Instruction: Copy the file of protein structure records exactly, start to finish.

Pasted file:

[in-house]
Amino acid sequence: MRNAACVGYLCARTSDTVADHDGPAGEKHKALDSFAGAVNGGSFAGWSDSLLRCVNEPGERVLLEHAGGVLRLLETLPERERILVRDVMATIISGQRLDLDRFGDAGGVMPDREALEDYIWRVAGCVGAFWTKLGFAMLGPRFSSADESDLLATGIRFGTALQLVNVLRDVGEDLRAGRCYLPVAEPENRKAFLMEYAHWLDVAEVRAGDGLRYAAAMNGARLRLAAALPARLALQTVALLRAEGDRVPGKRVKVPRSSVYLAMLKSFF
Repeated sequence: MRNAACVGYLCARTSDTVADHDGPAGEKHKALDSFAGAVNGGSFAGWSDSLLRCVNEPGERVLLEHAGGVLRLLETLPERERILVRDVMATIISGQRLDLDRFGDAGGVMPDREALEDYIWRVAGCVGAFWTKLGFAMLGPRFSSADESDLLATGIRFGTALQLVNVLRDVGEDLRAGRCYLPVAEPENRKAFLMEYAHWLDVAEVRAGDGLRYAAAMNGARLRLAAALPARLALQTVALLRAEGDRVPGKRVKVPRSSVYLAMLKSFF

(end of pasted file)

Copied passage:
[in-house]
Amino acid sequence: MRNAACVGYLCARTSDTVADHDGPAGEKHKALDSFAGAVNGGSFAGWSDSLLRCVNEPGERVLLEHAGGVLRLLETLPERERILVRDVMATIISGQRLDLDRFGDAGGVMPDREALEDYIWRVAGCVGAFWTKLGFAMLGPRFSSADESDLLATGIRFGTALQLVNVLRDVGEDLRAGRCYLPVAEPENRKAFLMEYAHWLDVAEVRAGDGLRYAAAMNGARLRLAAALPARLALQTVALLRAEGDRVPGKRVKVPRSSVYLAMLKSFF
Repeated sequence: MRNAACVGYLCARTSDTVADHDGPAGEKHKALDSFAGAVNGGSFAGWSDSLLRCVNEPGERVLLEHAGGVLRLLETLPERERILVRDVMATIISGQRLDLDRFGDAGGVMPDREALEDYIWRVAGCVGAFWTKLGFAMLGPRFSSADESDLLATGIRFGTALQLVNVLRDVGEDLRAGRCYLPVAEPENRKAFLMEYAHWLDVAEVRAGDGLRYAAAMNGARLRLAAALPARLALQTVALLRAEGDRVPGKRVKVPRSSVYLAMLKSFF